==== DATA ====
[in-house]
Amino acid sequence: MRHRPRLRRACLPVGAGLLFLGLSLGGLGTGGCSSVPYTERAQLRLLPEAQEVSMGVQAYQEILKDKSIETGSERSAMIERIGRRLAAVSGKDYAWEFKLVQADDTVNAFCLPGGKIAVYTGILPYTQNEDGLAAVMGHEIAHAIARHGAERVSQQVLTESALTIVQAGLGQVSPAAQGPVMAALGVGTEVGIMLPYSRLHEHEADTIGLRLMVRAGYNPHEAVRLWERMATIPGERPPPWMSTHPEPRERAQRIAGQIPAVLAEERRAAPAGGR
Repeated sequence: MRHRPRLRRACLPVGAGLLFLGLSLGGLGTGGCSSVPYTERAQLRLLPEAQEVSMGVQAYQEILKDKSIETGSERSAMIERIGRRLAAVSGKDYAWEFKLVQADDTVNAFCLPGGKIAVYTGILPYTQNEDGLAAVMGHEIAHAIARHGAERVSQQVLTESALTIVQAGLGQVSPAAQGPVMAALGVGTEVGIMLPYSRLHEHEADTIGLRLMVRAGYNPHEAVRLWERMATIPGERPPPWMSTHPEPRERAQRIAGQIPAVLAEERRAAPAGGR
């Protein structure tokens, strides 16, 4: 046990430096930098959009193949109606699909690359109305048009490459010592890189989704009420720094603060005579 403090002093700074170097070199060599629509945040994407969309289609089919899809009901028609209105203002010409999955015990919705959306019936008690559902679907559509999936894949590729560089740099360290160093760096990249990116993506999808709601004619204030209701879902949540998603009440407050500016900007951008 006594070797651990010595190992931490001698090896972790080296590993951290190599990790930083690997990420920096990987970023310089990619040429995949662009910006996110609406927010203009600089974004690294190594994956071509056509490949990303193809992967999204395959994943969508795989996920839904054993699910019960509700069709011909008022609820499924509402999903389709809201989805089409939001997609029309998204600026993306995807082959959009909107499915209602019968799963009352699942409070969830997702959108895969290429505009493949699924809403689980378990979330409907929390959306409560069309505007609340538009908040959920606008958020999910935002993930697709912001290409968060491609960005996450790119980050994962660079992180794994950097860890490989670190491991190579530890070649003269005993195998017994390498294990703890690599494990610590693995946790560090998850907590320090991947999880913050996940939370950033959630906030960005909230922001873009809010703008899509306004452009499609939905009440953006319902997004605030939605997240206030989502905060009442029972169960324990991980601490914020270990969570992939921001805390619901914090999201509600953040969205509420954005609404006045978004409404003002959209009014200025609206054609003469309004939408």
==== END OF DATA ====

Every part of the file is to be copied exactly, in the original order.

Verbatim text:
[in-house]
Amino acid sequence: MRHRPRLRRACLPVGAGLLFLGLSLGGLGTGGCSSVPYTERAQLRLLPEAQEVSMGVQAYQEILKDKSIETGSERSAMIERIGRRLAAVSGKDYAWEFKLVQADDTVNAFCLPGGKIAVYTGILPYTQNEDGLAAVMGHEIAHAIARHGAERVSQQVLTESALTIVQAGLGQVSPAAQGPVMAALGVGTEVGIMLPYSRLHEHEADTIGLRLMVRAGYNPHEAVRLWERMATIPGERPPPWMSTHPEPRERAQRIAGQIPAVLAEERRAAPAGGR
Repeated sequence: MRHRPRLRRACLPVGAGLLFLGLSLGGLGTGGCSSVPYTERAQLRLLPEAQEVSMGVQAYQEILKDKSIETGSERSAMIERIGRRLAAVSGKDYAWEFKLVQADDTVNAFCLPGGKIAVYTGILPYTQNEDGLAAVMGHEIAHAIARHGAERVSQQVLTESALTIVQAGLGQVSPAAQGPVMAALGVGTEVGIMLPYSRLHEHEADTIGLRLMVRAGYNPHEAVRLWERMATIPGERPPPWMSTHPEPRERAQRIAGQIPAVLAEERRAAPAGGR
């Protein structure tokens, strides 16, 4: 046990430096930098959009193949109606699909690359109305048009490459010592890189989704009420720094603060005579 403090002093700074170097070199060599629509945040994407969309289609089919899809009901028609209105203002010409999955015990919705959306019936008690559902679907559509999936894949590729560089740099360290160093760096990249990116993506999808709601004619204030209701879902949540998603009440407050500016900007951008 006594070797651990010595190992931490001698090896972790080296590993951290190599990790930083690997990420920096990987970023310089990619040429995949662009910006996110609406927010203009600089974004690294190594994956071509056509490949990303193809992967999204395959994943969508795989996920839904054993699910019960509700069709011909008022609820499924509402999903389709809201989805089409939001997609029309998204600026993306995807082959959009909107499915209602019968799963009352699942409070969830997702959108895969290429505009493949699924809403689980378990979330409907929390959306409560069309505007609340538009908040959920606008958020999910935002993930697709912001290409968060491609960005996450790119980050994962660079992180794994950097860890490989670190491991190579530890070649003269005993195998017994390498294990703890690599494990610590693995946790560090998850907590320090991947999880913050996940939370950033959630906030960005909230922001873009809010703008899509306004452009499609939905009440953006319902997004605030939605997240206030989502905060009442029972169960324990991980601490914020270990969570992939921001805390619901914090999201509600953040969205509420954005609404006045978004409404003002959209009014200025609206054609003469309004939408």